In addition, it becomes more important to achieve a balance in channel design between too small so that pressure drops become unmanageable and too large so that residence time in the hot runner becomes too long. Choices between internally-heated systems and externally-heated systems also become more important to the overall success of the approach.
The ability to alter decisions about gate location after the mold has been designed become more complicated when using hot sprues and runners. Re-routing a cold runner to access a different side wall or changing from an edge gate to a subgate or a cashew gate can often be accomplished with relative ease.
In a hot runner system, the gate location is often locked in by the design of the mold. This may be the reason that the industry continues to use approaches that combine a simpler hot sprue approach to feed, for example, four drops that then supply small cold runners that each fill two or four cavities.
This can also simplify another aspect of processing that becomes more challenging with the transition from cold sprue to hot sprue: the color change. The relative static condition of the material along any channel wall makes it time consuming to flush a color from a hot sprue or runner system. Therefore, whenever a mold is being designed for a product that will be molded in multiple colors, the changeover time from one color to another must be considered, especially if the change is from a dark to a light color.
Finally, as mold cavitation increases, a phenomenon known as shear-induced flow imbalance becomes more prominent. This was first recognized in cold sprue and runner systems, but it also occurs in hot sprue and hot runner systems. Many hot runner manufacturers are still in denial about this aspect of polymer behavior and will simply claim that it does not occur. Or they will attempt to work around its effects with clever tricks to balance pressure and temperature, strategies that tend to be almost impossible to model and make the process less robust. Correcting these flow imbalances is a much simpler problem to solve in cold runner systems than in hot runners.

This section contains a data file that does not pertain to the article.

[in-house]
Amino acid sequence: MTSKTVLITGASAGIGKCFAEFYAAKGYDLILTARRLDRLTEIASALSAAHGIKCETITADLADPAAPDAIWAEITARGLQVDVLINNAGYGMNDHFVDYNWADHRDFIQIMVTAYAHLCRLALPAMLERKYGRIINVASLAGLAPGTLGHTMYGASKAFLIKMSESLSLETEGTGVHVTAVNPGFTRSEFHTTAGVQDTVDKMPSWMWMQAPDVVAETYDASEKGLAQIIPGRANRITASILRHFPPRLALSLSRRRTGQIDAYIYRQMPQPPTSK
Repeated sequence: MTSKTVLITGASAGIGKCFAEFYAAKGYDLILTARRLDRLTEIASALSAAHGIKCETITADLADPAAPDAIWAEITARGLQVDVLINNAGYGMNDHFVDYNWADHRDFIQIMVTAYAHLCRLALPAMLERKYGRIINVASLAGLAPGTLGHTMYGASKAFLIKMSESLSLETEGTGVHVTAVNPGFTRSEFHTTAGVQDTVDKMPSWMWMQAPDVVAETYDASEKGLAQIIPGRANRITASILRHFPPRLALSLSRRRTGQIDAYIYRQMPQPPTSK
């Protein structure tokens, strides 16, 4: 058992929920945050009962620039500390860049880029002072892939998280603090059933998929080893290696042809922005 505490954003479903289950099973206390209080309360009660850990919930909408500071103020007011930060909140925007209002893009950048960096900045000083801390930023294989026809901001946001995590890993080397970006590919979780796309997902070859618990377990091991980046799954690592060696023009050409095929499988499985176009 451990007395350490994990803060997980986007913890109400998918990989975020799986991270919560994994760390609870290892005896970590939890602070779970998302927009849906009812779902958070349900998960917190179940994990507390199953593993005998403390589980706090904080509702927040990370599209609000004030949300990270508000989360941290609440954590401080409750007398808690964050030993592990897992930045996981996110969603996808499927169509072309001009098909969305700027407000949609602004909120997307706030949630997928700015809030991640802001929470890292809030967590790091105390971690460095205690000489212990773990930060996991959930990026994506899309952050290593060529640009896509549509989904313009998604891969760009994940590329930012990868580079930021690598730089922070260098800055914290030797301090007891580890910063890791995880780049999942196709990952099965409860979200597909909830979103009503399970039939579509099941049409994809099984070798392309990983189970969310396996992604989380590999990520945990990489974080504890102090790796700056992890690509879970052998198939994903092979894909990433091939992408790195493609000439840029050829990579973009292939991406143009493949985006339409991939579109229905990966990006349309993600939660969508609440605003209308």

So, as is usually the case, there is no such thing as a free lunch. Hot sprues and runners offer advantages that are absolute requirements for many of the products we mold. But there is clear need to pay close attention to design and understand polymer flow at a very fundamental level. Not all systems are created equal and buyers and designers of molds should be very wary of the false economy of a low price tag on a hot sprue or hot runner system. It can cost you later.
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One Response to “Running Hot: Key Considerations for Hot Sprue Systems”
Mike continues to provide great insight in the often counter-intuitive polymer science.
As a Hot Runner manufacturer we are all too familiar with oversights in considering color changes and the effect of additives when requisitioning a system.